Tuesday, July 21, 2009

Kids’ Day at the K Update

A quick update regarding the sponsorship of kids for Kids’ Day at the K on August 9—as of right now, we have four kids sponsored. I'd really like to send at least six more kids to ballpark that day. See the post from yesterday for details.

Here’s what I’m thinking . . . this isn’t about the Royals, or the beef you might have with them. This is about sending kids to the ballpark for a day they will never forget. If you aren’t in a position to help, I totally understand that. Don’t worry about it. But if you are in a position to help, then consider it. I think you’ll be glad you did.

Monday, July 20, 2009

Become a Sponsor for Kids' Day at the K

Let’s forget about how poorly the Royals are playing for a minute and focus on something we can do something about.

As I’ve spoken to many Royals fans over the past few years, I hear a common theme regarding the way they became interested in the team. Many became fans when their fathers took them to a game. Many became fans when grandfathers, uncles, cousins, some other family member, or somebody else took them to a game. There’s something about being at the ballpark, especially as a kid, that is magical. From the possibility of catching a foul ball to the possibility of seeing a home run, the ballpark experience is one that kids don’t forget.

With that in mind, when I saw Adam Cain put a message on Twitter the other day about the Royals offering various ticket packages to raise money for various children’s charities with the intention of bringing kids to the ballpark on August 9 for Kids’ Day, I told him I was in. I’m hoping you will be too. Here’s what you need to know:

For every $10.00 that is donated, one child gets to attend the game on August 9 when the Royals play Oakland at 1:10 pm. You can pick the charity of your choice or you can allow the Royals to pick one—they will choose the Boys and Girls Club or the Official Royals Charities. If you have a preference, just tell Adam when you contact him.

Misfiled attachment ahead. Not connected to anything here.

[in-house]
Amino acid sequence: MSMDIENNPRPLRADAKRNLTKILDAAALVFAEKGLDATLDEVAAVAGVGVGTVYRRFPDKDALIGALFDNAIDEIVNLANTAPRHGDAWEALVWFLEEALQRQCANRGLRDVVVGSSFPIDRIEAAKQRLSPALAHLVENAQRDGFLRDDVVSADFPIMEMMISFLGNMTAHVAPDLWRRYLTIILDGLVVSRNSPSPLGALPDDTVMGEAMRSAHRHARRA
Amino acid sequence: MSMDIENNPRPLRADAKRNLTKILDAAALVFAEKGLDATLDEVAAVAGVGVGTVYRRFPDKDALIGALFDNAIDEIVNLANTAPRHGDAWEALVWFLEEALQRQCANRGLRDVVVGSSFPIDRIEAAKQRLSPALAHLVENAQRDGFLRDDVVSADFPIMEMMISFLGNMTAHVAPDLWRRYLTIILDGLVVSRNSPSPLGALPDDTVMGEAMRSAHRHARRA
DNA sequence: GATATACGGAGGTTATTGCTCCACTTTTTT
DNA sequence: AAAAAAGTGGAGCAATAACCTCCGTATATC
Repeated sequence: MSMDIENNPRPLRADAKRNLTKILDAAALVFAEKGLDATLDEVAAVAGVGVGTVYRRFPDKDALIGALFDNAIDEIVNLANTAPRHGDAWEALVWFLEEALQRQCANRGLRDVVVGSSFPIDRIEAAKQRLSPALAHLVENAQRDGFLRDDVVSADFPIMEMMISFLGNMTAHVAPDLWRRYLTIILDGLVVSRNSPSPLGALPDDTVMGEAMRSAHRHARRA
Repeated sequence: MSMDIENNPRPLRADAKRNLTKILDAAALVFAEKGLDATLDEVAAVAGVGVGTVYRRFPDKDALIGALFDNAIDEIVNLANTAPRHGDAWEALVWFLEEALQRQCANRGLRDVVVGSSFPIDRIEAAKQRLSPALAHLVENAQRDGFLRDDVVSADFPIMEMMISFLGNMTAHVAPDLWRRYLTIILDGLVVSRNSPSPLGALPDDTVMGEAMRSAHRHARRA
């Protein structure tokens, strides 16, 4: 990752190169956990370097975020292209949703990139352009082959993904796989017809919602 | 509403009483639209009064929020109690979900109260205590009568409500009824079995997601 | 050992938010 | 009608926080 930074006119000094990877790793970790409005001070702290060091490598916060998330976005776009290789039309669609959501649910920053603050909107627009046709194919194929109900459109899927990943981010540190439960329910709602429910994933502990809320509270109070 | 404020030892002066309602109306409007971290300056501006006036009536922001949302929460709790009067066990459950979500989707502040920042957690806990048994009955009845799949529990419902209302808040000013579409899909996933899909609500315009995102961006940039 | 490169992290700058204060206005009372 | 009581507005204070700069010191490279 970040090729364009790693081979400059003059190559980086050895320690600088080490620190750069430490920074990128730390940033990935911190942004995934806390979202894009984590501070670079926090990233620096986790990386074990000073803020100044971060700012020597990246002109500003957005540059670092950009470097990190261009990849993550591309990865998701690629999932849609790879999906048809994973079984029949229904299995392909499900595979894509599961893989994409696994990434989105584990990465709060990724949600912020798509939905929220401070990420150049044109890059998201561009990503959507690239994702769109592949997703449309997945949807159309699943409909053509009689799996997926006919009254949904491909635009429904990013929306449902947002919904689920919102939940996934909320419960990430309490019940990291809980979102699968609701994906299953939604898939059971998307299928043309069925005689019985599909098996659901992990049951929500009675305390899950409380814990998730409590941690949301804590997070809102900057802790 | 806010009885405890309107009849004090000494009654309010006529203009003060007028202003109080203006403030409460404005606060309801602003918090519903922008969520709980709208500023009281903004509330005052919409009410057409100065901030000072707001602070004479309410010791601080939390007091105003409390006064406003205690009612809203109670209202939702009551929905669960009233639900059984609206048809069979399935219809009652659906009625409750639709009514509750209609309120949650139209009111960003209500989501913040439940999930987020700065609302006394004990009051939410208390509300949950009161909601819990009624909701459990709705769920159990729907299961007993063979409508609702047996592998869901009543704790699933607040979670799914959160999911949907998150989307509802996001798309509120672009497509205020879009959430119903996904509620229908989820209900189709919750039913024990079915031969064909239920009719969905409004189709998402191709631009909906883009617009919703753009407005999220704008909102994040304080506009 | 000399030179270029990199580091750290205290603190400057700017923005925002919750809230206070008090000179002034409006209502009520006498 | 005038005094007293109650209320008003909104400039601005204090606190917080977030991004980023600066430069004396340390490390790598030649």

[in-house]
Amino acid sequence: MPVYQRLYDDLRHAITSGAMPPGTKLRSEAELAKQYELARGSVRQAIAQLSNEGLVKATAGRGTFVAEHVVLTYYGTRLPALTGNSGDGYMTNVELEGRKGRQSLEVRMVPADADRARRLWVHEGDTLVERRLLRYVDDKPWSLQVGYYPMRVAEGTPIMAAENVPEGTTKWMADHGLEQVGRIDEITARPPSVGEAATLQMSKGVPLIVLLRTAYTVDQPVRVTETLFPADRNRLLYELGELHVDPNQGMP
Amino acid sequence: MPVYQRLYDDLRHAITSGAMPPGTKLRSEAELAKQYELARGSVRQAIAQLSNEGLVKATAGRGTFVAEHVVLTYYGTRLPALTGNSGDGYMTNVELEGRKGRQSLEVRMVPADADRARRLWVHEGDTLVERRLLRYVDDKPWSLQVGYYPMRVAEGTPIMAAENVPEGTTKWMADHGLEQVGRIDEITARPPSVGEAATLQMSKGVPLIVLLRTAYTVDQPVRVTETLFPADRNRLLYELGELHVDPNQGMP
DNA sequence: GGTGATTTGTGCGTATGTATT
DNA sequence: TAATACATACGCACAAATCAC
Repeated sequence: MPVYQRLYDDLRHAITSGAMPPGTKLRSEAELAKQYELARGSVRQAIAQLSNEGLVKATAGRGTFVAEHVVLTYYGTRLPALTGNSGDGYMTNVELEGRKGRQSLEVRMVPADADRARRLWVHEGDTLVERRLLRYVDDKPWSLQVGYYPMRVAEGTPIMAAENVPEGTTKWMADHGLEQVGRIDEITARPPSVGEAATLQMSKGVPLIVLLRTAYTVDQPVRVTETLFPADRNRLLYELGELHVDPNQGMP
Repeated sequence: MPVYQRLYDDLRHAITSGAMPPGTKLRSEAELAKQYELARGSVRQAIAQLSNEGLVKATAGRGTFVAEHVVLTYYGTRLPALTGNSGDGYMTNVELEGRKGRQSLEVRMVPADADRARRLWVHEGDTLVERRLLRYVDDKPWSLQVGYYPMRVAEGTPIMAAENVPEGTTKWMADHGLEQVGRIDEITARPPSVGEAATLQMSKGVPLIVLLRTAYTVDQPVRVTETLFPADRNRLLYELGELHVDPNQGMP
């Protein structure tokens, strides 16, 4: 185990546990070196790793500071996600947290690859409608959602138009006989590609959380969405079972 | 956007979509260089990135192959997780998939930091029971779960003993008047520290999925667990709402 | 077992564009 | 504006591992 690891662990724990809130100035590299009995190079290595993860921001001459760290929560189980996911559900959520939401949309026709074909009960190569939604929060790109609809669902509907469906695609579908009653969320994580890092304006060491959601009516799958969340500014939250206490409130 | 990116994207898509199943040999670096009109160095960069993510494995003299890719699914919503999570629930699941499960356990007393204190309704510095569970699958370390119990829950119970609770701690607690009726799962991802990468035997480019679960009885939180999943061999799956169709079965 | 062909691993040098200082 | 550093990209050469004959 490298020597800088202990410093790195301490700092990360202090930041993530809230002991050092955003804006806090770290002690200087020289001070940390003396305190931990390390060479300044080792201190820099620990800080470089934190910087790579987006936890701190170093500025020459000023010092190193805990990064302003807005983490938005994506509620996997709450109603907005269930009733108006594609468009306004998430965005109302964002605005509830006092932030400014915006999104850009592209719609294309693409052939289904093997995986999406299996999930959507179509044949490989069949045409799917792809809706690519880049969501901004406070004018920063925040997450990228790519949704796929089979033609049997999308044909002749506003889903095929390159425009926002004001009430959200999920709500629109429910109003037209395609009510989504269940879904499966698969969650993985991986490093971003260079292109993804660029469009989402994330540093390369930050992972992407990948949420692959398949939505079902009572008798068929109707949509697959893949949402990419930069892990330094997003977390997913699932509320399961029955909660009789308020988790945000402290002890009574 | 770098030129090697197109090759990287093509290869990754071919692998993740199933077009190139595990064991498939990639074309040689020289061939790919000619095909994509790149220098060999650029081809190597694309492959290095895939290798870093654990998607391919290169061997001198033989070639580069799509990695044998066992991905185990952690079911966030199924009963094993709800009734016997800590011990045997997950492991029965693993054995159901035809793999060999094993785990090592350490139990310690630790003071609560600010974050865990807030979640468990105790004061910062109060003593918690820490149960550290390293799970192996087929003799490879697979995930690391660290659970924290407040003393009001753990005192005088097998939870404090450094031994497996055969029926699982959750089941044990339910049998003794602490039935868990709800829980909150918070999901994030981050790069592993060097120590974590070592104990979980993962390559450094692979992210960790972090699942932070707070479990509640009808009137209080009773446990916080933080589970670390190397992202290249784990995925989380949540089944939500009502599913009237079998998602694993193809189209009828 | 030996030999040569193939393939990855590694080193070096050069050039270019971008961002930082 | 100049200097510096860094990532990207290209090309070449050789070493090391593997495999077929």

There are various levels of packages, but I won’t go into the details. If you’d like to know more, please contact Adam (his contact info is below). But basically, the way it work is, if we can get people to buy at least 25 tickets, then the Royals begin to match tickets. I’d love to see Royals’ fans send at least 10 kids to the game. If you'd like to participate, please contact Adam directly:

Adam Cain, Inside Sales, KC Royals
Phone: 816.504.4176

Let him know that you are coming from Royal Reflections so he can keep track of how much money we raise and so I'll be able to come back and let you know how many kids will get to attend the game on August 9 because of your generosity.

Disastrous Month Continues

Game Date: July 19, 2009
Tampa Bay @ Kansas City
Rays 4, Royals 3 / Box Score
WP: Balfour (4-1), LP: Wright (0-3), SV: Howell (9)
KC Home Runs: None
Royals Record: 37-54 / Record in July 4-11

So much for relief pitchers being easily replaced, huh?

The Royals let yet another good starting pitching effort—this time from Luke Hochevar—go for naught as the bullpen gave away another game. Afterward, Hillman also pointed out that the Royals were 0-for-4 in situational hitting and they left 13 men on base. Yeah, those aren’t good numbers either.

And so the losing streak stands at six. Anybody feeling confident as we head into a new series tonight against the Angels?

Sunday, July 19, 2009

The Bullpen Falters Again

Game Date: July 17, 2009
Tampa Bay @ Kansas City
Rays 4, Royals 2 / Box Score
WP: Bradford (1-0), LP: Cruz (3-4), SV: Howell (8)
KC Home Runs: None
Royals Record: 37-53 / Record in July 4-10

If you had any hope left in your reserves for a second half push, last night might have zapped you of every last drop. Zack Greinke was Zack Greinke—he gave up just one earned run in seven innings, but the bullpen was the bullpen and they gave up three runs and the game. I’m having a hard time watching relief pitchers with ERAs near or above 5.00, but what’s Hillman to do? He’s got what’s he’s got and what he’s got isn’t much.

I really don’t think this season in Trey Hillman’s fault for that reason. He makes some crazy decisions sometimes in the way he uses players, but with the exception of Greinke and maybe a couple of others, his players are either under-achieving or injured. He hears the whispers of fans and the like calling for a change, but he should probably rest easy because Dayton Moore says Hillman isn’t going anywhere. Sam Mellinger reports that Moore told the Star that Hillman will be with the club through next season. Of course, such security is only valid if Moore keeps his job.

By now, you’ve heard that Gil Meche was placed on the DL with back spasms. That’s concerning enough, but to find out that these particular spasms are on his left side rather than his right side (the side he experienced spasms earlier this season) makes you wonder about his ability to be effective for the remainder of the season. I’d really like to see Moore and Hillman give Meche enough time to get completely healthy. We aren’t playing for anything this season; there’s no need to rush Meche back into the rotation until his body is ready for it. For now both Sidney Ponson and Bruce Chen are in the starting rotation.